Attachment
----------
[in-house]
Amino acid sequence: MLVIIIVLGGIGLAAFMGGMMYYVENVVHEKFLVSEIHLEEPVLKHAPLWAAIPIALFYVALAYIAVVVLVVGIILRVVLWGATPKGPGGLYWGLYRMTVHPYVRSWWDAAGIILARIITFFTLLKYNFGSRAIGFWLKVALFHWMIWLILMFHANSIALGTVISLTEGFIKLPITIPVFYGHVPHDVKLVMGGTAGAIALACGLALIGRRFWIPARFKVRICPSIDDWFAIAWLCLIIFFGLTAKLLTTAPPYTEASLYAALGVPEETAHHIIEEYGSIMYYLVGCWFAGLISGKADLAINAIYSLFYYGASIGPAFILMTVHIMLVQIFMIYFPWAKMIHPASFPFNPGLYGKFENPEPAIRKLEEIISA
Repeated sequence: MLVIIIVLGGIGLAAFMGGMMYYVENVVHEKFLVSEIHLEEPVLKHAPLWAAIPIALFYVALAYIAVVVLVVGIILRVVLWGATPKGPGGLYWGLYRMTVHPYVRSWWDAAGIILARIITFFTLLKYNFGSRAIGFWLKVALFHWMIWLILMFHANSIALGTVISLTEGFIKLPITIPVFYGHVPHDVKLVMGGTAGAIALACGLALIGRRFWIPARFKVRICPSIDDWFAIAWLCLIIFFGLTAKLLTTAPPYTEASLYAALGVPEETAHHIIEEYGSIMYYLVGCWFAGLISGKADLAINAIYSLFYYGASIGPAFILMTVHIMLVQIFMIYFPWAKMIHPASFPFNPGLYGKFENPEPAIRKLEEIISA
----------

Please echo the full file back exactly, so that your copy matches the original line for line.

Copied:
[in-house]
Amino acid sequence: MLVIIIVLGGIGLAAFMGGMMYYVENVVHEKFLVSEIHLEEPVLKHAPLWAAIPIALFYVALAYIAVVVLVVGIILRVVLWGATPKGPGGLYWGLYRMTVHPYVRSWWDAAGIILARIITFFTLLKYNFGSRAIGFWLKVALFHWMIWLILMFHANSIALGTVISLTEGFIKLPITIPVFYGHVPHDVKLVMGGTAGAIALACGLALIGRRFWIPARFKVRICPSIDDWFAIAWLCLIIFFGLTAKLLTTAPPYTEASLYAALGVPEETAHHIIEEYGSIMYYLVGCWFAGLISGKADLAINAIYSLFYYGASIGPAFILMTVHIMLVQIFMIYFPWAKMIHPASFPFNPGLYGKFENPEPAIRKLEEIISA
Repeated sequence: MLVIIIVLGGIGLAAFMGGMMYYVENVVHEKFLVSEIHLEEPVLKHAPLWAAIPIALFYVALAYIAVVVLVVGIILRVVLWGATPKGPGGLYWGLYRMTVHPYVRSWWDAAGIILARIITFFTLLKYNFGSRAIGFWLKVALFHWMIWLILMFHANSIALGTVISLTEGFIKLPITIPVFYGHVPHDVKLVMGGTAGAIALACGLALIGRRFWIPARFKVRICPSIDDWFAIAWLCLIIFFGLTAKLLTTAPPYTEASLYAALGVPEETAHHIIEEYGSIMYYLVGCWFAGLISGKADLAINAIYSLFYYGASIGPAFILMTVHIMLVQIFMIYFPWAKMIHPASFPFNPGLYGKFENPEPAIRKLEEIISA